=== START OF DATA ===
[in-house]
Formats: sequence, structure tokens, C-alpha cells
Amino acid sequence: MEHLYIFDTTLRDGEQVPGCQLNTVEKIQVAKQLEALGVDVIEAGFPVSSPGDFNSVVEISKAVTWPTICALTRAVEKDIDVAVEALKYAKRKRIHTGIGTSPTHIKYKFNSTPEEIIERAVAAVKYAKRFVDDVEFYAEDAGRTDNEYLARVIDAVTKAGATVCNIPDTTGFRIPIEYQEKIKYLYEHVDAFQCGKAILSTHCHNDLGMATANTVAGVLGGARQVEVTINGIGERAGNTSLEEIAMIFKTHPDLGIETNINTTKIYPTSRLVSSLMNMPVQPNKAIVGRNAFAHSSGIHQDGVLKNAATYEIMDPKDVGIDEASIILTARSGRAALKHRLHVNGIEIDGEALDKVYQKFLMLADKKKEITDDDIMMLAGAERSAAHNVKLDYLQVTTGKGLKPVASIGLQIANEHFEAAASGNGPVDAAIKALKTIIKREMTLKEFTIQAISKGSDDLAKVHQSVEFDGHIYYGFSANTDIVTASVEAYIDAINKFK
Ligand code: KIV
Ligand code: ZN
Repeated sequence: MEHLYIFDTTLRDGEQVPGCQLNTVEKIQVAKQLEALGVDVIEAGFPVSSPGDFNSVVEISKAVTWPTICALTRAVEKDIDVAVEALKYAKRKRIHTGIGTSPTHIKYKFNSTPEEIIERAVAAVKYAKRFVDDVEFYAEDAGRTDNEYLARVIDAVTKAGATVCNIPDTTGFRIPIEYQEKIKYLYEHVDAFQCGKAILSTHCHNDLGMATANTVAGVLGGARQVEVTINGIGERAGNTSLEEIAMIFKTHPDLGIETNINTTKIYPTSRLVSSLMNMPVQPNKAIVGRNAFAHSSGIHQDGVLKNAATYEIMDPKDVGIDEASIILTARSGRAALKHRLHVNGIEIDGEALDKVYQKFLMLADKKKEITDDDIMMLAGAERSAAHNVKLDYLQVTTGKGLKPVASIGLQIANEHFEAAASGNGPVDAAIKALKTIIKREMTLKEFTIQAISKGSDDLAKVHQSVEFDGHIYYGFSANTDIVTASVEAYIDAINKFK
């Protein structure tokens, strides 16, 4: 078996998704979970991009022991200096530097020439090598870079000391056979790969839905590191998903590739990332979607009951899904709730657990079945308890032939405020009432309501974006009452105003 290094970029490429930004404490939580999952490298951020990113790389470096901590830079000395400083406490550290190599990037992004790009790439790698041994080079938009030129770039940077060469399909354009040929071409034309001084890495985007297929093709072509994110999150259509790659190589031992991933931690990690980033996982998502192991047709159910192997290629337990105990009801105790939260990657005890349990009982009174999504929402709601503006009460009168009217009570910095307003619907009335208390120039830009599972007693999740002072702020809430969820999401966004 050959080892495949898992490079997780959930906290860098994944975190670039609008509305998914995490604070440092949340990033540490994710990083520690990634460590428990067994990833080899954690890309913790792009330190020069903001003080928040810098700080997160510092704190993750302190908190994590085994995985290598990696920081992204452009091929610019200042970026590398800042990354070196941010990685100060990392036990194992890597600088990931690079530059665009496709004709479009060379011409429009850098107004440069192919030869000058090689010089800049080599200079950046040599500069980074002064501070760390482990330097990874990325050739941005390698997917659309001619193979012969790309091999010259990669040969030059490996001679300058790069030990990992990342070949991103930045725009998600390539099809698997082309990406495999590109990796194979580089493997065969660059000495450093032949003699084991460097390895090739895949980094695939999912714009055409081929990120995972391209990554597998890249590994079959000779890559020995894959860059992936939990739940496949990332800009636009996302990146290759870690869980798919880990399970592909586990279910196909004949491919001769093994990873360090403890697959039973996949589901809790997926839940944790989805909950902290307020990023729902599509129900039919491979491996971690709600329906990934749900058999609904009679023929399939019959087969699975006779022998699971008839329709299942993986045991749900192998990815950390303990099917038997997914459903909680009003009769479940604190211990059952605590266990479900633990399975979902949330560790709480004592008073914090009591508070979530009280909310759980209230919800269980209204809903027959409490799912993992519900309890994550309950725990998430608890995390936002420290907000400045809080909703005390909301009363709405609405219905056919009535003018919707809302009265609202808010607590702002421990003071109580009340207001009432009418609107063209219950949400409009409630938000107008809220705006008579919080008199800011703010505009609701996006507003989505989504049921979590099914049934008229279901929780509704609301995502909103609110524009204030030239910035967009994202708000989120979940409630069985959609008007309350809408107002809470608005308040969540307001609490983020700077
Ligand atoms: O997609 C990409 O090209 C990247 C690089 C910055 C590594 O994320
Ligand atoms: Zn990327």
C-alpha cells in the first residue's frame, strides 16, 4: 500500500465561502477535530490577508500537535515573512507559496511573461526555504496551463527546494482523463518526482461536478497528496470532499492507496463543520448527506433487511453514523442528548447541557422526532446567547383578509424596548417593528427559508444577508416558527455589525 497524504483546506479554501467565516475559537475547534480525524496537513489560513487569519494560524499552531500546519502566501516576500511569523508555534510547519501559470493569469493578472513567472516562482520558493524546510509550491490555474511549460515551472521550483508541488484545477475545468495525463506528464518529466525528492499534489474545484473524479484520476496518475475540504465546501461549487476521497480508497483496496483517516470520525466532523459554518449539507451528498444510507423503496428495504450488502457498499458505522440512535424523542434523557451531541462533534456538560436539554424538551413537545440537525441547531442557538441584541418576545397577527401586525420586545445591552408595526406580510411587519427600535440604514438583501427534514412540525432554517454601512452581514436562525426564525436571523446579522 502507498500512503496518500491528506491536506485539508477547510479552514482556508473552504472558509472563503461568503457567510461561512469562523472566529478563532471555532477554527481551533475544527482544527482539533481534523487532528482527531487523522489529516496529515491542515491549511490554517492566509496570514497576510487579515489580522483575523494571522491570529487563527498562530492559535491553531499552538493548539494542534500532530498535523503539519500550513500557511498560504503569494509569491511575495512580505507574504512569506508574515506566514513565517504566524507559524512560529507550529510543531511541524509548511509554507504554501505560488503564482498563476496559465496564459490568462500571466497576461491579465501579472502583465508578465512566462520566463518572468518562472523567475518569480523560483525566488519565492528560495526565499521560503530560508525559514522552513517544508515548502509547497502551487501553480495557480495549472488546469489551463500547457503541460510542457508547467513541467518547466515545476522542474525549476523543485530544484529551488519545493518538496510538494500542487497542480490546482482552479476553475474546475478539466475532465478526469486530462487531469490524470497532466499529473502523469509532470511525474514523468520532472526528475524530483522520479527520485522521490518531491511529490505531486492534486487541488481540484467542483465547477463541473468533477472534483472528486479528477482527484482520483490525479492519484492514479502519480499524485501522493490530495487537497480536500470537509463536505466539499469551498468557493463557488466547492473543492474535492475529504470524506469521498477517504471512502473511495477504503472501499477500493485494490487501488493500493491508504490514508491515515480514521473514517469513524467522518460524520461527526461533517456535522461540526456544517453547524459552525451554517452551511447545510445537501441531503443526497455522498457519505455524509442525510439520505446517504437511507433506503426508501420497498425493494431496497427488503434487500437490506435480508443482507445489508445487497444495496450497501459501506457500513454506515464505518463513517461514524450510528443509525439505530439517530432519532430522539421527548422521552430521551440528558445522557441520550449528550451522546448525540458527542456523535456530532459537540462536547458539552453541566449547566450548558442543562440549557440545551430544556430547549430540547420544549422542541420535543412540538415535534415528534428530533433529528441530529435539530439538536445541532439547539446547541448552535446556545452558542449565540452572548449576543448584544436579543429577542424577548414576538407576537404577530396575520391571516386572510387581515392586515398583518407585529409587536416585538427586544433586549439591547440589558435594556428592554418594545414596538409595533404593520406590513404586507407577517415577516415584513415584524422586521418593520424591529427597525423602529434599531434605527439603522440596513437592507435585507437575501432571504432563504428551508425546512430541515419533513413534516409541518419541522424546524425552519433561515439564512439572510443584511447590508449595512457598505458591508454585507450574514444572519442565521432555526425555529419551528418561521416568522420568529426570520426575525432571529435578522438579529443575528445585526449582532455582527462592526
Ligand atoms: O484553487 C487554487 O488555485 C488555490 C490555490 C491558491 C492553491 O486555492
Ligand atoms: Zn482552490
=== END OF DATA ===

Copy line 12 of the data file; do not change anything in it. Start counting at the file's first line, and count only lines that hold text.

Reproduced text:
Ligand atoms: Zn482552490